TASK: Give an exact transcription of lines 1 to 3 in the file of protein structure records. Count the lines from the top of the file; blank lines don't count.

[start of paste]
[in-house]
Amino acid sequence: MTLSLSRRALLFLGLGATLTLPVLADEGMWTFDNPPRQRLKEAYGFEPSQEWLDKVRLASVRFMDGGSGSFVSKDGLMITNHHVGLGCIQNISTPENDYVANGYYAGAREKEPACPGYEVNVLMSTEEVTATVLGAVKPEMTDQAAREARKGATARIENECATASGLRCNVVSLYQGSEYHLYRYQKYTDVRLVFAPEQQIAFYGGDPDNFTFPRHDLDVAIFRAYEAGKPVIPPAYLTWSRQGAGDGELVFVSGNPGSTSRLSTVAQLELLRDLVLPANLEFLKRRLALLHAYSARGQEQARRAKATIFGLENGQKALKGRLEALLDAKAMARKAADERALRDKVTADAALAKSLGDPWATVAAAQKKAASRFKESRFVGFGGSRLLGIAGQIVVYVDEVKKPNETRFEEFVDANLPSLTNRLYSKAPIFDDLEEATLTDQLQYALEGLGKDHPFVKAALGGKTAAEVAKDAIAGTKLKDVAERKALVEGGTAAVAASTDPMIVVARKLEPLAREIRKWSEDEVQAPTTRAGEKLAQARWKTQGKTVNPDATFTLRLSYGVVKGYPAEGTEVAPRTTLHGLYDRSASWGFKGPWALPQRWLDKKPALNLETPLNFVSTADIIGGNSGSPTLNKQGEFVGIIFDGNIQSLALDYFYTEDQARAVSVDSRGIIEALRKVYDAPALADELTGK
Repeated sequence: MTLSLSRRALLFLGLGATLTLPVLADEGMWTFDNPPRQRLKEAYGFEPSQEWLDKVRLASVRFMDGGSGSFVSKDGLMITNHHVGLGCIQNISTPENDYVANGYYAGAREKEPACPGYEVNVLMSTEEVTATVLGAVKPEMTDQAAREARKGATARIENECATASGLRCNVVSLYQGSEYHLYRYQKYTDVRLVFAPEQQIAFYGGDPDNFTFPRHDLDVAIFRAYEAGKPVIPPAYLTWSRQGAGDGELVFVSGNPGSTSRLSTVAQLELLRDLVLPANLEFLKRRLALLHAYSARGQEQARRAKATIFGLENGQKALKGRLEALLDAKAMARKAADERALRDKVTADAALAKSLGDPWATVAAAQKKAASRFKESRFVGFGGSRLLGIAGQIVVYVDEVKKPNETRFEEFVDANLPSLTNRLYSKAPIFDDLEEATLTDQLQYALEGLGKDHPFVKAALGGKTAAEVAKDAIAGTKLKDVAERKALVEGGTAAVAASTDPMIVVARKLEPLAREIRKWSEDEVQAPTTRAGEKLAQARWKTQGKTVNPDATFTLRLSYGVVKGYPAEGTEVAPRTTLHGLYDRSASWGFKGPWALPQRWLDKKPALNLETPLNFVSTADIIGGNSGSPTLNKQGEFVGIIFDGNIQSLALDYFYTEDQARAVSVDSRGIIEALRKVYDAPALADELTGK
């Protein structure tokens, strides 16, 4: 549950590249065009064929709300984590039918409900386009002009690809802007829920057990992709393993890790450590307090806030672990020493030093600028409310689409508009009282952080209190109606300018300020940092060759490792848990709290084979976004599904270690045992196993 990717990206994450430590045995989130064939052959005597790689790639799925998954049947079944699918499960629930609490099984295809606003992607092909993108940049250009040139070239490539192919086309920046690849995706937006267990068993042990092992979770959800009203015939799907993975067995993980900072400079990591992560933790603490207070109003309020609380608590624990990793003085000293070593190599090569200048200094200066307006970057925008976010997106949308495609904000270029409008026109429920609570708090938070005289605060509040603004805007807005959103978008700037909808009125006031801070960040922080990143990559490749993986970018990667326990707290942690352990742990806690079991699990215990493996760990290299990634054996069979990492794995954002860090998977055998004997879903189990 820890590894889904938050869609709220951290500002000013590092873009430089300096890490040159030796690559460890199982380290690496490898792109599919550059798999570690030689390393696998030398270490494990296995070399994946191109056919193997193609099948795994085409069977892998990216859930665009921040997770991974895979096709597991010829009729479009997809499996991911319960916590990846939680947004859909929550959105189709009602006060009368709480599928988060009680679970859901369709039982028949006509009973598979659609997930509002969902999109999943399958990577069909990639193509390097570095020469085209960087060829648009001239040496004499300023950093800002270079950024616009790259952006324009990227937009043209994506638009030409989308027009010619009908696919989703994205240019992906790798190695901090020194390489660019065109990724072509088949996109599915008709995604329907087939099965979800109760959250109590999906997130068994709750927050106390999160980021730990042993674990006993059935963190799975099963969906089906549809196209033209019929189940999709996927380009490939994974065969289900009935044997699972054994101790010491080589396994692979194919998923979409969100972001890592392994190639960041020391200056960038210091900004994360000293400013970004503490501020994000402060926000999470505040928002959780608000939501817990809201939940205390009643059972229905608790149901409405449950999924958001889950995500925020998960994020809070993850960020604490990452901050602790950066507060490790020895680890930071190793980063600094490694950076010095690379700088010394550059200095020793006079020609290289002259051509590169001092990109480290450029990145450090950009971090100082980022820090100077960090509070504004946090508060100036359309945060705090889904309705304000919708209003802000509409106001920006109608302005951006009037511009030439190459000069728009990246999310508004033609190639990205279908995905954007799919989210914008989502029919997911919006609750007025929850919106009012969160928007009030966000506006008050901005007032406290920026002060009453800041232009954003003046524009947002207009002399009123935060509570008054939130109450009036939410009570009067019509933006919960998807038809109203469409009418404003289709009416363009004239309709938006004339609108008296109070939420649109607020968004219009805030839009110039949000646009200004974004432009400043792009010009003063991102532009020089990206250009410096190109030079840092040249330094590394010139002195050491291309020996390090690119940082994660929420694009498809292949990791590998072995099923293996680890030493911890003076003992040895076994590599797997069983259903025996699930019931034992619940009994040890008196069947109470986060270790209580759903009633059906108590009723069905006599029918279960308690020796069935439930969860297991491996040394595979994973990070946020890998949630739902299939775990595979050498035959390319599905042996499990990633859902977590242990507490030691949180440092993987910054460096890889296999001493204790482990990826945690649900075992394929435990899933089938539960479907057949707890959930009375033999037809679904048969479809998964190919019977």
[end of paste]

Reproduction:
[in-house]
Amino acid sequence: MTLSLSRRALLFLGLGATLTLPVLADEGMWTFDNPPRQRLKEAYGFEPSQEWLDKVRLASVRFMDGGSGSFVSKDGLMITNHHVGLGCIQNISTPENDYVANGYYAGAREKEPACPGYEVNVLMSTEEVTATVLGAVKPEMTDQAAREARKGATARIENECATASGLRCNVVSLYQGSEYHLYRYQKYTDVRLVFAPEQQIAFYGGDPDNFTFPRHDLDVAIFRAYEAGKPVIPPAYLTWSRQGAGDGELVFVSGNPGSTSRLSTVAQLELLRDLVLPANLEFLKRRLALLHAYSARGQEQARRAKATIFGLENGQKALKGRLEALLDAKAMARKAADERALRDKVTADAALAKSLGDPWATVAAAQKKAASRFKESRFVGFGGSRLLGIAGQIVVYVDEVKKPNETRFEEFVDANLPSLTNRLYSKAPIFDDLEEATLTDQLQYALEGLGKDHPFVKAALGGKTAAEVAKDAIAGTKLKDVAERKALVEGGTAAVAASTDPMIVVARKLEPLAREIRKWSEDEVQAPTTRAGEKLAQARWKTQGKTVNPDATFTLRLSYGVVKGYPAEGTEVAPRTTLHGLYDRSASWGFKGPWALPQRWLDKKPALNLETPLNFVSTADIIGGNSGSPTLNKQGEFVGIIFDGNIQSLALDYFYTEDQARAVSVDSRGIIEALRKVYDAPALADELTGK
Repeated sequence: MTLSLSRRALLFLGLGATLTLPVLADEGMWTFDNPPRQRLKEAYGFEPSQEWLDKVRLASVRFMDGGSGSFVSKDGLMITNHHVGLGCIQNISTPENDYVANGYYAGAREKEPACPGYEVNVLMSTEEVTATVLGAVKPEMTDQAAREARKGATARIENECATASGLRCNVVSLYQGSEYHLYRYQKYTDVRLVFAPEQQIAFYGGDPDNFTFPRHDLDVAIFRAYEAGKPVIPPAYLTWSRQGAGDGELVFVSGNPGSTSRLSTVAQLELLRDLVLPANLEFLKRRLALLHAYSARGQEQARRAKATIFGLENGQKALKGRLEALLDAKAMARKAADERALRDKVTADAALAKSLGDPWATVAAAQKKAASRFKESRFVGFGGSRLLGIAGQIVVYVDEVKKPNETRFEEFVDANLPSLTNRLYSKAPIFDDLEEATLTDQLQYALEGLGKDHPFVKAALGGKTAAEVAKDAIAGTKLKDVAERKALVEGGTAAVAASTDPMIVVARKLEPLAREIRKWSEDEVQAPTTRAGEKLAQARWKTQGKTVNPDATFTLRLSYGVVKGYPAEGTEVAPRTTLHGLYDRSASWGFKGPWALPQRWLDKKPALNLETPLNFVSTADIIGGNSGSPTLNKQGEFVGIIFDGNIQSLALDYFYTEDQARAVSVDSRGIIEALRKVYDAPALADELTGK